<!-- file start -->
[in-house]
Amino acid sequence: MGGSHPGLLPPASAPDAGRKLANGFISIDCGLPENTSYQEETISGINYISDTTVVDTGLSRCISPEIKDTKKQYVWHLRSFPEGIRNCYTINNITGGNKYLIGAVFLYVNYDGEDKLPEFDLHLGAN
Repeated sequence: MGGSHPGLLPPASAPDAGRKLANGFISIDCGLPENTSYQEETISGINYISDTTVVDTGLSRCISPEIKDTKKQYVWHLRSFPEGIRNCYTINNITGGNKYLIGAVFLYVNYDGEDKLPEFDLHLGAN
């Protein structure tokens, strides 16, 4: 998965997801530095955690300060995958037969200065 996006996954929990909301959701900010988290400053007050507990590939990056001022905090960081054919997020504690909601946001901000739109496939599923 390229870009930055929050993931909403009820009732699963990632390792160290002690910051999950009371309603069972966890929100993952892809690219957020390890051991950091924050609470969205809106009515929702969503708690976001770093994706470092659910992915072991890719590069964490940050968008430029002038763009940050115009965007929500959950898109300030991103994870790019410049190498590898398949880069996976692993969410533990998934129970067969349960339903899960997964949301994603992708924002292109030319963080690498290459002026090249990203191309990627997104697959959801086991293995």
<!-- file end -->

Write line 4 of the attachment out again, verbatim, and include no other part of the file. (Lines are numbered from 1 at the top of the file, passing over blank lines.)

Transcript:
């Protein structure tokens, strides 16, 4: 998965997801530095955690300060995958037969200065 996006996954929990909301959701900010988290400053007050507990590939990056001022905090960081054919997020504690909601946001901000739109496939599923 390229870009930055929050993931909403009820009732699963990632390792160290002690910051999950009371309603069972966890929100993952892809690219957020390890051991950091924050609470969205809106009515929702969503708690976001770093994706470092659910992915072991890719590069964490940050968008430029002038763009940050115009965007929500959950898109300030991103994870790019410049190498590898398949880069996976692993969410533990998934129970067969349960339903899960997964949301994603992708924002292109030319963080690498290459002026090249990203191309990627997104697959959801086991293995």